How Live Streams Work
At Med Ed Labs, we customize training scenarios based on each client’s needs. Our clients choose the setting that is best suited to them, be it a local training lab, a Med Ed Lab facility, or their office. We then host a small surgical lab that includes only a few surgeons. As surgical or medical procedures are performed, they are live-streamed out to an entire team.
Live stream medical training is not a substitute for in-person interactions. They are, however, the best we’ve got at the moment, so we make them as sophisticated as possible. Live streaming is not without its benefits. While sending content out to a live audience, our team also records the training so participants who cannot attend live can watch a replay. While we look forward to a time when in-person trainings can resume, we also understand that many participants remain uncomfortable with live attendance. Using innovative technology, we’ve made it so that participants can receive the same level […]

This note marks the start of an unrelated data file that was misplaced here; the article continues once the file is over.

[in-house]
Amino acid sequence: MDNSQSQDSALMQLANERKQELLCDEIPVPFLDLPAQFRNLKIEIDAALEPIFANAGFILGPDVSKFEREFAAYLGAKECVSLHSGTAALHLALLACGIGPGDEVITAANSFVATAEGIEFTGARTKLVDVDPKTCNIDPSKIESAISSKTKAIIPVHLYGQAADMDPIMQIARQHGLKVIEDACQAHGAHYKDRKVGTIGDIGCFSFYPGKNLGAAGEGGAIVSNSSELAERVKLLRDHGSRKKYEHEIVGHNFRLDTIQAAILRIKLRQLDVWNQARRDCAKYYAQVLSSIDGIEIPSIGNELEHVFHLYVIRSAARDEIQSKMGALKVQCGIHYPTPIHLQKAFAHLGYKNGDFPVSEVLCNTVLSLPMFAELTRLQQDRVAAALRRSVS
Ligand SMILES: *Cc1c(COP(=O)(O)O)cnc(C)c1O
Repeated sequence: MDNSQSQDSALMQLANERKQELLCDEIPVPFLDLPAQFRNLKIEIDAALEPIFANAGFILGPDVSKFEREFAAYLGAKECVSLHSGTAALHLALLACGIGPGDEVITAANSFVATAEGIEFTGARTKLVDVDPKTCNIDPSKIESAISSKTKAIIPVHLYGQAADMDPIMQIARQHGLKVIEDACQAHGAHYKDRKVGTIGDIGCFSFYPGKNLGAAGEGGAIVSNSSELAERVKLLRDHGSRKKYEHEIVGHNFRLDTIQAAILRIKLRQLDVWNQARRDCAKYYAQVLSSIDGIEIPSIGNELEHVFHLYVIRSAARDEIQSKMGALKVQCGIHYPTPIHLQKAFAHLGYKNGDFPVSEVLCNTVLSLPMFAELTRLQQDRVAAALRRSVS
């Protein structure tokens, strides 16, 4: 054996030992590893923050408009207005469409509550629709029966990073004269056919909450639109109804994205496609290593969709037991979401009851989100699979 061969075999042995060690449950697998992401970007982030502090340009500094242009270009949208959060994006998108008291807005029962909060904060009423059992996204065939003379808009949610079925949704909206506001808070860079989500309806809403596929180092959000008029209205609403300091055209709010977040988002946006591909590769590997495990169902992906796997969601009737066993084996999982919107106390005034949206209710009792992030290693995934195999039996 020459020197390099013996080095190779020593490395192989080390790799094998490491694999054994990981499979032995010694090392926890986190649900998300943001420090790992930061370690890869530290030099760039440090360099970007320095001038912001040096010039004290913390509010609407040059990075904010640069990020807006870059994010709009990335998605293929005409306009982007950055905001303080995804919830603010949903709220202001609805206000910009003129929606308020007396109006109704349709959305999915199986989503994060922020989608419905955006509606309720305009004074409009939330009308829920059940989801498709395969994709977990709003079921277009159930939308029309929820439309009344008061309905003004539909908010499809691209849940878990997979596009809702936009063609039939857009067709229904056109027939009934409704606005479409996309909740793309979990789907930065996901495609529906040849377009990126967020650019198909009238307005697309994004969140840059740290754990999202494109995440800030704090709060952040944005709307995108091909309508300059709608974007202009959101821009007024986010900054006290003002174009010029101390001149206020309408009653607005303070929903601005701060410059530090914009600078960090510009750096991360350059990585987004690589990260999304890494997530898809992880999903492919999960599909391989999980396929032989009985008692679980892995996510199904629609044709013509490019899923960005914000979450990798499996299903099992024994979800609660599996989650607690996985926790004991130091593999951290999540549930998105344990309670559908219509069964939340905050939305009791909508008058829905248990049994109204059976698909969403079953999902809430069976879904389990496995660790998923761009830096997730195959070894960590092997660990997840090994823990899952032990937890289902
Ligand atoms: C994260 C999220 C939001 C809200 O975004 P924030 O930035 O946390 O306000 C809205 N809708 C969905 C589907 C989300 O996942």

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    First Responders are Facing More than Ever and This Indicates a Need for Advanced Training

First Responders are Facing More than Ever and This Indicates a Need for Advanced Training

Paramedics fill a crucial role in a safe and healthy society. The people who commit to the service of others face a whole new set of expectations today than existed just a few decades ago. Years ago, we didn’t have a pandemic posing an invisible threat to humanity. We generally had a basic arena in which emergency calls involved relatively clear-cut injuries and medical problems. Even in those “normal and usual” situations, a first responder had to have the ability to react quickly and appropriately.

The reaction that a first responder has been expected to demonstrate in the field has expanded significantly. Paramedics do much more than administer CPR and extricate patients from precarious situations. Today, the average day in the life of a first responder may involve a procedure like surgical cricothyroidotomy, needle thoracentesis, tube thoracostomy, or endotracheal intubation. The successful treatment of the patient requires critical thinking, bio-skills, and confidence. While confidence can be built on the job, there is a better way; a safer way.